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Tree management and pruning

We employ arboriculture experts to undertake scheduled surveys of all trees within our highways, allotments, cemeteries, parks and open spaces. 

These surveys are planned to take place at reasonable intervals to ensure that any work that is necessary to uphold the principals of the adopted Tree Management Policy (pdf, 226 KB) takes place within an appropriate timeframe.

Our surveys produce schedules of corresponding tree work, which takes place over the course of many months, allowing work on certain species to take place at the most appropriate time of year. Timings also take account of environmental conditions that affect our trees.

Survey and work timetable

You can check our Tree survey and works timetable (pdf, 278 KB) to find out when the trees in your ward were last inspected and will next be inspected, along with when tree work was or is due to be completed. 

Not all inspections result in tree work being recommended. Some tree works were or will be completed outside the specified timeframe, and we are unable to provide specific completion dates. Additionally, trees and weather are dynamic, which can impact upon the timing of works. Therefore, this timetable is always subject to change.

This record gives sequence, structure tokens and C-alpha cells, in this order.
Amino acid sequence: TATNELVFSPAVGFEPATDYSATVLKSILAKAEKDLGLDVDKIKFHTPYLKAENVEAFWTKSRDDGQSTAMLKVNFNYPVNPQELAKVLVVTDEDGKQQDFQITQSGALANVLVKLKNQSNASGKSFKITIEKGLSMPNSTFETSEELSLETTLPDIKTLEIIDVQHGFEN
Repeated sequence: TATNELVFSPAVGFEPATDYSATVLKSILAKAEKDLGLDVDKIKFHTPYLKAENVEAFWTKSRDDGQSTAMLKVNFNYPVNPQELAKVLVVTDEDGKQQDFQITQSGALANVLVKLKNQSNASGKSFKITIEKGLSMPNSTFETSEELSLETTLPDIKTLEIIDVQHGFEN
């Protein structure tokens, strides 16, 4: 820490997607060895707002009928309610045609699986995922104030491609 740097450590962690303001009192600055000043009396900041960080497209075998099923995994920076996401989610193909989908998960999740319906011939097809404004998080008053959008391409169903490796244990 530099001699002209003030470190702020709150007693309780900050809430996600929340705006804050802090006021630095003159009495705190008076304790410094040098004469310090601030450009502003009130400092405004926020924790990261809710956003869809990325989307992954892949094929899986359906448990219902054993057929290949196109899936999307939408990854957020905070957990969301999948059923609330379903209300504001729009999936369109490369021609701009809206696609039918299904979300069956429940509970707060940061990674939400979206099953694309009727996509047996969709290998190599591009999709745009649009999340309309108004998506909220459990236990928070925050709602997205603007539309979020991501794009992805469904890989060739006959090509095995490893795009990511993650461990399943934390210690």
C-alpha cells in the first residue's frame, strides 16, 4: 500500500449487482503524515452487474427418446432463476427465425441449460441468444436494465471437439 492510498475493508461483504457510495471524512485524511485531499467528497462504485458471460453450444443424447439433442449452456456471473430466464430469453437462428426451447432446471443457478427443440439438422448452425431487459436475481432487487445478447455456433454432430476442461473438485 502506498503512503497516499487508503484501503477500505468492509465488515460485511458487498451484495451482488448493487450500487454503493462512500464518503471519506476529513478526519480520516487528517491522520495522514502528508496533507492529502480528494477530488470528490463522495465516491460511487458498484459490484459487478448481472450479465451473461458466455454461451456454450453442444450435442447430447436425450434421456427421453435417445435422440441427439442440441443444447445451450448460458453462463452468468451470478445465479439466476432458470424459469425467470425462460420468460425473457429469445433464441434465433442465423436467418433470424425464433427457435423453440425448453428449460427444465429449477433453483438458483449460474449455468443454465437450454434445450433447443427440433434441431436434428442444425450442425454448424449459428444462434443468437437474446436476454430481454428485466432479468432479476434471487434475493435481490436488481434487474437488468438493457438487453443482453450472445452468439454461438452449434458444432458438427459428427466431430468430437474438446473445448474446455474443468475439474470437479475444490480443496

Keeping streets clear from obstruction

The annual Clear Highways and Paths Schedule (CHAPS) has been introduced to keep public footpaths and highways free from obstructions. This includes:

  • Removing or pruning any low branches that are over a public highway or footway to a suitable height
  • Removing basal and stem (epicormic) growth
  • Ensuring that all newly planted trees have their stakes adjusted and removed once the tree has become established and no longer requires support

Managing certain types of trees

We manage London plane trees and lime trees in particular ways.

London plane tree work

London plane trees are worked on during dormancy, when out of leaf and over the winter months. This is because the leaves of these trees are covered in trichomes (sometimes described as hairs) that act as a respiratory irritant, as well as being an irritant to the eyes.

If they are worked on when in leaf, London planes can be very hazardous for chainsaw operators, other arborist staff and members of the public.

Lime tree basal growth

Lime trees tend to produce large amounts of epicormic growth at their base and stem during the summer months. This could begin to obstruct public highways or footways, so we remove basal growth (pdf, 443KB) from all Council-owned lime trees twice a year, round one takes place during May and June and round two takes place during August and September.

Up to: Trees

Updated: 28 November 2023

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